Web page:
By Brooke Noelle, co-founder of Pedis-n-Passports, a mother/daughter travel blog
| Just yesterday, a friend of mine said, “Brooke, you’re so lucky you get to travel so much.” While I am very grateful I have family that shares my passion, I really want to encourage teens to see the world, even if their family members don’t travel as much as mine. Here’s how:
Open Up Conversation
Try to start conversations with your parents about your desires. If they see how serious you are about traveling the world, they will be more inclined to support you. Whether it’s through the avenue of volunteering on mission trips, visiting a relative that lives somewhere you’d like to visit, seeing a place you learned about in social studies, tell them! Don’t keep your dreams silent. The more you talk about travel consistently, the more they will see it’s not just a phase, but a lifestyle you want for yourself. If your parents really are not responsive, talk to a neighbor who loves to travel, or perhaps teachers, friends and their families. It is wonderful to have other travelers to learn from and feel supported by.
Get a Job
Yeah, I know–between school, homework, extracurricular activities and a social life, who has time? I will tell you this though: your parents will see you are serious about travel. Make an envelope marked Travel Funds. No matter how much you can save, anything is better than nothing. Babysit, shovel snow, walk dogs, anything you can to put some money away each month. Even better, ask your parents to put it in a travel savings account for you. If they say all the money should go towards education, tell them there is no better education that traveling. They won’t be able to counter that one.
If your family goes on a yearly vacation, put in your two cents; tell them where you want to go and why. If you’re persuasive enough, they may change their minds and visit the places you long to see. For me, Australia and Africa are at the top of my list. My mom is hoping for Southeast Asia next, so we will see who wins that battle of the continents:
Do Your Research
Before asking to go anywhere, know everything you possibly can about that place–its history, geography, culture, currency, top sites to see when visiting there. Be prepared to show you aren’t making an impulsive decision. Show your knowledge and maturity. If you want an itinerary made, message me!
You’re probably studying a language in school and that’s great, but try to learn even more. I study French but am trying to learn several other languages as well. Even if you learn 20-30 basic words in several other languages, you will be more prepared when you meet people when traveling.
Host an Exchange Student
Ask your parents to host a foreign exchange student. We are having a French student stay with us this June and July. I’m super excited! Not only can you learn about their culture and language, there is a good chance your parents will let you visit them in their home country in the future. Paris is always a good idea!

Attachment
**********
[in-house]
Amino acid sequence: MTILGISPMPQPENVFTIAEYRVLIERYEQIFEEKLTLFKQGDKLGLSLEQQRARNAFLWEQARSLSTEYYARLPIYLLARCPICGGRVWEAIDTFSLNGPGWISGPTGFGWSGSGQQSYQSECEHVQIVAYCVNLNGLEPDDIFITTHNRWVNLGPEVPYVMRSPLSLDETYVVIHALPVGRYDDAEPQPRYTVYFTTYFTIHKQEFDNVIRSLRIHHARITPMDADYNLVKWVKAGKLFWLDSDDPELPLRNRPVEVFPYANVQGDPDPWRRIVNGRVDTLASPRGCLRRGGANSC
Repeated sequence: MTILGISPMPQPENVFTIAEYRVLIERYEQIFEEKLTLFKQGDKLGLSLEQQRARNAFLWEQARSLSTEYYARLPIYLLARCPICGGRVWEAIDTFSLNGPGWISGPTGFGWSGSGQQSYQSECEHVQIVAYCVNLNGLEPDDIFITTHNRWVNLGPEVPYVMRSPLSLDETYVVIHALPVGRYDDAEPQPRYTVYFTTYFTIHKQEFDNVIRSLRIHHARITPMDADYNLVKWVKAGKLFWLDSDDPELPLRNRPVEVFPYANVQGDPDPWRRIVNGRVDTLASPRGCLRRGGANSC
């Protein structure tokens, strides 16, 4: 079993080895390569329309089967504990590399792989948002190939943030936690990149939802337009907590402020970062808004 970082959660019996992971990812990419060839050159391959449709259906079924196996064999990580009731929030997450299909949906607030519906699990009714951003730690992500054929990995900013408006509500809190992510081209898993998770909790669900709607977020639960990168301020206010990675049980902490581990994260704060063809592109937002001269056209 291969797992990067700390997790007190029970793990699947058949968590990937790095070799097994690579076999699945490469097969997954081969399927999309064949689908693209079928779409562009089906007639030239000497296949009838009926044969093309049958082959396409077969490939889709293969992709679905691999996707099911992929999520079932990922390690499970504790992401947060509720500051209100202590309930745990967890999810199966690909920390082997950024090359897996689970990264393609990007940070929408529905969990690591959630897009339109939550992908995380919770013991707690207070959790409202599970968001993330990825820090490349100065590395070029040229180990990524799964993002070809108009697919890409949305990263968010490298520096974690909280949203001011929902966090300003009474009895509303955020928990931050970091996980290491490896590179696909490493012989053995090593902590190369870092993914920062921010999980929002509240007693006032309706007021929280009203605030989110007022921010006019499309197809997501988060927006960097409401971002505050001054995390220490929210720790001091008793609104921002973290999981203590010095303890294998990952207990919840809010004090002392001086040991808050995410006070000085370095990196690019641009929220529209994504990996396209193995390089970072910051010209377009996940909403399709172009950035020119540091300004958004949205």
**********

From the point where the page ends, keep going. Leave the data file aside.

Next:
Sign up for school clubs that travel. Our high school chorus is going to Spain next Spring Break. If you are fortunate to attend a school that takes trips, join those clubs. Even if your parents don’t let you go, you will meet people that most likely enjoy traveling and make wonderful new friendships. And, of course, in college study abroad!
Read a Lot of Travel Blogs
I definitely have my favorite travel bloggers that I follow religiously. I learn so much from them and they greatly help me find new places to travel that I’ve never heard of before (Bhutan, Myanmar, etc). My mom and I will be writing a post soon about our absolute favorite travel bloggers.
Learn a Skill that Allows You to Travel
Perhaps you want to be a teacher. If so, you can teach anywhere in the world. So many people teach English in countries all over the world and this allows them to have an income and see the world easily. And I can’t say enough about computers. If you can land an online job, you can work from anywhere. Even the arts, singing, dancing can open doors and give you endless opportunities. I’ve met employees at hotels and on cruises that use their talents to create a job that allows them to travel. There really are so many possibilities. So find a career that will support your wanderlust.
Don’t Ever Give Up
Keep a journal, keep reading, keep learning. Make a dream list. By an awesome scratch map. Don’t worry about being popular or pleasing other people. Please yourself and focus on your own dreams. Dreams are something no one can take from you. Even if your parents are very strict and have decided your path, realize you’re not a teen forever. No one can force you to do something you do not want to do. Work hard so that you have every opportunity you deserve. Plan now so your future traveling self can thank you.
About the Brooke Noelle
I am a thirteen-year-old girl from Naperville, Illinois. I have traveled to 10 countries so far, 19 states in the U.S.A. and many Caribbean Islands. My goal is to reach 30 countries by the time I reach the ripe old age of 30! Besides travel, I love animals (I volunteer at the Humane Society and Shed Aquarium in Chicago), ice cream, dancing, ice cream, swimming, ice cream, acting, ice cream, my two puppies, ice cream, my fish, and did I say ice cream? Come and join me and my mom on our adventures. I will be sure to give a teen perspective on destinations, food, fashion and fun! Follow our Pedis-Passports mother/teen daughter travel blog, and find us on Instagram @wholeinthebucket and @pedis.n.passports, Twitter @sumjrny and Facebook too!